Majar – Sharif of Pir Saheb
The MAJAR – SHARIF of Sufi Saint Shah Sayed Nasiruddin Kaderi, commonly known as “BAGDADI” is situated at Jaleswar-Katarihara , 60 km away from Goalpara Town by road. The saint is said to have come from Bagdad, capital of Iraq and therefore he was called Bagdadi.
On the 8th day of Assamese calendar month “Magh” coinciding with 21st January, each year, thousands of people cutting across religious faiths from different parts of Assam and West Bengal congregate at this Majar sharif to participate in the “UROS MUBARAK” – death anniversary of the spiritual leader and seek his blessings.
The “MAJHAR” (tomb) of Hazarat Sayed Abul Kasem Kharasani, situated at the heart of Goalpara town, is a place much revered by the people of all religious faiths. It is the practice of both Muslims and Hindus of Goalpara to offer money and candle and pray for fulfilment of desire and seek blessing from the Pir Saheb. Every year the “UROS-MUBARAK” – death anniversary of the Pir is observed at the “MAJHAR-SARIF” on the 21st day of lunar calendar month of “Safar”. People coming across of all religious belief throng in thousands to participate in the “UROS”. It is said that the Pir lived a long life of about 150 years and died at Goalpara in the year 1896 AD.
Sri Sri Shyamrai Satra
The Shyamrai Satra the center of Vaishnavite culture and religion was established in the centre of the town, Goalpara about 366 years ago. Since then, the Satra has been continuing upholding vashnavite culture. Regular “NAM PRASANGA” etc. are held systematically with the observance of the religious festivals every year. One of the very important aspects of the Satra is that the Satra authority has preserved the “ASTHI” (a piece of bone) of Sri Manta Sankardeva which is exhibited in the Satra campus during Sankar Jayanti period i.e., in the month of Sukla Dasami (during September-October).
Sri Sri Chaitanya Gaudiya Math
Sri Sri Chaitanya Gaudiya Math was established at Goalpara in the year 1969 in order to protect, preserve and expand Sri Krishna Chaitanya culture in the area on a plot of land at the center of the town. Regular puja Sangkirtan etc. are held in the Math regularly. A large numbers of devotees from different parts visit the Math regularly. During some important annual festival devotees from different part of the country including foreigners attend the Math.
Buraburi Than, Mothertola
BuraBuri Than located on the bank of the River Brahmaputra near Jaleswar is a prominent religious spot. The than, which stands as a symbol of National Integration since people from all groups i.e., Hindu, Muslim etc. participate in the religious function here. Long years ago the Cow boys (Rakhals) used to take “Payas” (Milk made rice) as “PRASAD” regularly which was offered to them by Bura Buri (an Old man and an Old Woman) As the myth goes the said Bura buri turned into stone.
Sri Sri Joybhum Kamakhya
Out of 51 “SAKTI STHAL” of Hinduism covering India, Pakistan, Bangladesh, Srilanka and Nepal, Sri Sri Joybhum Kamakhya is one of the Saktisthals located in this district on the bank of the river Brahmaputra at a distance of about 50 Km from Goalpara Town. Originally the area was predominated by tribal population and Puja in tribal custom is offered to the Goddess regularly. Devastating earthquake in the 17th century caused great damage to the temple. However, the Zamindar of Meshpara reconstructed the temple The temple is located at the top of a hillock and its natural scenery of the spot as a whole is matchless. There is a Shiva temple also by the side of the Joybhum Kamakhya Temple. Devotees from different parts of India assemble in the temple during the festival in the month of October every year for offering puja to the Goddess of Power.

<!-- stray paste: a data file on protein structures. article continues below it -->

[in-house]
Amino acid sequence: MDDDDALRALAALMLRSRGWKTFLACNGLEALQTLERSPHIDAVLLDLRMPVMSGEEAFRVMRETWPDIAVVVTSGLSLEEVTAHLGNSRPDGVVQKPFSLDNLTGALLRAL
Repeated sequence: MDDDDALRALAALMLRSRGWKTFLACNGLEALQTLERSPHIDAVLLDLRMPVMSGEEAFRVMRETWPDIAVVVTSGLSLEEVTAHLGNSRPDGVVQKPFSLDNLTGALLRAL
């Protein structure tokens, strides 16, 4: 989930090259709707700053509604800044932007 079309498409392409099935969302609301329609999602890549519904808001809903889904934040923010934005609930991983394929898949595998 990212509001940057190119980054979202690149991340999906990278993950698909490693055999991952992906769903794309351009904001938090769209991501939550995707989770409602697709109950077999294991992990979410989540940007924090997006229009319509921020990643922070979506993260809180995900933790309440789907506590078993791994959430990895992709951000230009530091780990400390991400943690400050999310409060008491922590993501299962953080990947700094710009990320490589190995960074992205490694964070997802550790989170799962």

Nandeswar Devalaya located on the top of Nandeswar hill by the side of river Dudhnoi, is believed to be established in the 10th or 11th Century AD. It is one of the oldest temples of Lord Shiva in the district. Important religious festivals like Dol jatra, Durga Puja and Shivaratri are celebrated in this temple.
The Tukreswari Temple located in Tukura, about 15 Kms from Goalpara Town is a famous place of religious importance in Goalpara district. According to the religious beliefs, a portion (Tukura) of Goddess Sati fell down in this place and hence, the temple is recognized as Tukreswari.. There are two temples on the top of Tukreswari hill. One is dedicated to Lord Shiva, and the other is known as Joya- Vijoya temple.
Rangsapara village: Cleanest village in Assam
Rangsapara village is an alluring tourist spot, situated about 16 km from Goalpara town. It was declared Assam’s cleanest village in the year 2016-17 by the Public Health Engineering Department. The thought of cleanliness was imbibed in the year 1990 at the initiative of present village headman Roverth John Momin. The villagers formed a managing committee in 2000 with four resolutions – peace and unity, clean and hygienic toilets, clean drinking water and cleaning the village on Wednesdays by men and on Saturdays by women. They have developed a proper waste management system using bamboo-made dustbins, both for bio-degradable and non-bio-degradable waste.